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This following code actualy works, but I wonder if it's a good practice or not. Because to me, it sounds like I breaking the rules. But I dont see other ways to do what I want. And I want to render 2 lists build with the same logic but that render different types of items. If you know a better way to do this tell me how.

function App() {
  const data = [1, 2, 3];
  return (
    <>
      <ItemList ItemComponent={BlueItem} data={data} />
      <ItemList ItemComponent={RedItem} data={data} />
    </>
  );
}

function ItemList({ ItemComponent, data }) {
  return (
    <ul>
      {data.map((value) => {
        return <ItemComponent value={value} />;
      })}
    </ul>
  );
}

function BlueItem({ value }) {
  return (
    <li className="BlueItem" /* + specifics attributes for BlueItem */>
      {value}
    </li>
  );
}

function RedItem({ value }) {
  return (
    <li className="RedItem" /* + specifics attributes for RedItem */>
      {value}
    </li>
  );
}

Update : For more details, this is actualy a simplified example. In my realworld code the BlueItem and RedItem are much more complicated. They have serveral specific sub components, states logic, events listening etc... This is why I dont just use a generic Item component and set this props.

4
  • For working code, try codereview.stackexchange.com Nov 25, 2021 at 0:54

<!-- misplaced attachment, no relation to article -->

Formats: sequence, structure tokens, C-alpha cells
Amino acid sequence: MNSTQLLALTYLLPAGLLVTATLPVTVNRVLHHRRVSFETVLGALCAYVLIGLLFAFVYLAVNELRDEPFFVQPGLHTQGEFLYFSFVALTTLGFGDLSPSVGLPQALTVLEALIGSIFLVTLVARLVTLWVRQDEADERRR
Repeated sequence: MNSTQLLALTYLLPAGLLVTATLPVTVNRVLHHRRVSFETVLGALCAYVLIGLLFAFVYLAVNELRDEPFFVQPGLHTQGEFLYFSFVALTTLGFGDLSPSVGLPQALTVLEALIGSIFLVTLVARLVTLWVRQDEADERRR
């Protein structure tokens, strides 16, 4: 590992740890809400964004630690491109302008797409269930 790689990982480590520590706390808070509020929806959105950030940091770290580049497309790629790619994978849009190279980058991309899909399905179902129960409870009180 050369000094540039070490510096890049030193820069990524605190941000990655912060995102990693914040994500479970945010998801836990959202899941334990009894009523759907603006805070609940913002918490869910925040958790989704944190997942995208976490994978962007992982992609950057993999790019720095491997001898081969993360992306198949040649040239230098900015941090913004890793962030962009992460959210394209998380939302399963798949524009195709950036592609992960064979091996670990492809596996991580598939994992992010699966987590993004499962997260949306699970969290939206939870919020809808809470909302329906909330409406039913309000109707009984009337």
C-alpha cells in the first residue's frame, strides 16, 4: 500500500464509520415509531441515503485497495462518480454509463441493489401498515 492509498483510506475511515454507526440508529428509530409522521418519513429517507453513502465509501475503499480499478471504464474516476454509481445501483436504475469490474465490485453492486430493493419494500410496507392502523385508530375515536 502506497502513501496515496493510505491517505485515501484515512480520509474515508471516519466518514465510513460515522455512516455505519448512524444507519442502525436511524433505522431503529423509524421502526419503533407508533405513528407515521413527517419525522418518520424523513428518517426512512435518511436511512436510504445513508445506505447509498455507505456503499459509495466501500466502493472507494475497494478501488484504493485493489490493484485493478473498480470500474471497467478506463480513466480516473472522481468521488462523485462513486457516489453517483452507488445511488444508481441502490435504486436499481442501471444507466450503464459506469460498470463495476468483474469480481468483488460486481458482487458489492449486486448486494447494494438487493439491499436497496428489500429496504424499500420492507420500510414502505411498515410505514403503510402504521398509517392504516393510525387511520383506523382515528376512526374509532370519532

• It's a perfectly valid pattern, and one that makes use of composable interfaces. If you use TypeScript you can codify and help enforce that. If you end up with too many individual components (subjective), that's when you would want to consider consolidating and refactoring things a bit (can make it easier to test). It can be overkill if you're only alternating a couple props (eg className) based on a set of enumerated values; in that case you'd want to define that enum and make a prop that uses that, setting the className and/or other props based on that.
    – Derek
    Nov 25, 2021 at 8:42
  • @jmargolisvt Sorry for the wrong place of this post. I'll do better next time.
    – foxwit
    Nov 26, 2021 at 11:15
  • @Derek Thanks a lot for your explanation. It's make me more confidente about my code structure.
    – foxwit
    Nov 26, 2021 at 11:21

1 Answer 1

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Looks like its fine if BlueItem and RedItem both have specific attributes and difficult to handle out of the component. See below example of React Router

function App() {
    return (
        <main>
            <Switch>
                <Route path="/" component={Home} exact />
                <Route path="/about" component={About} />
                <Route path="/shop" component={Shop} />
            </Switch>
        </main>
    )
}

If attributes are simple it will be good to keep them outside as objects and pass as props and use spread operator

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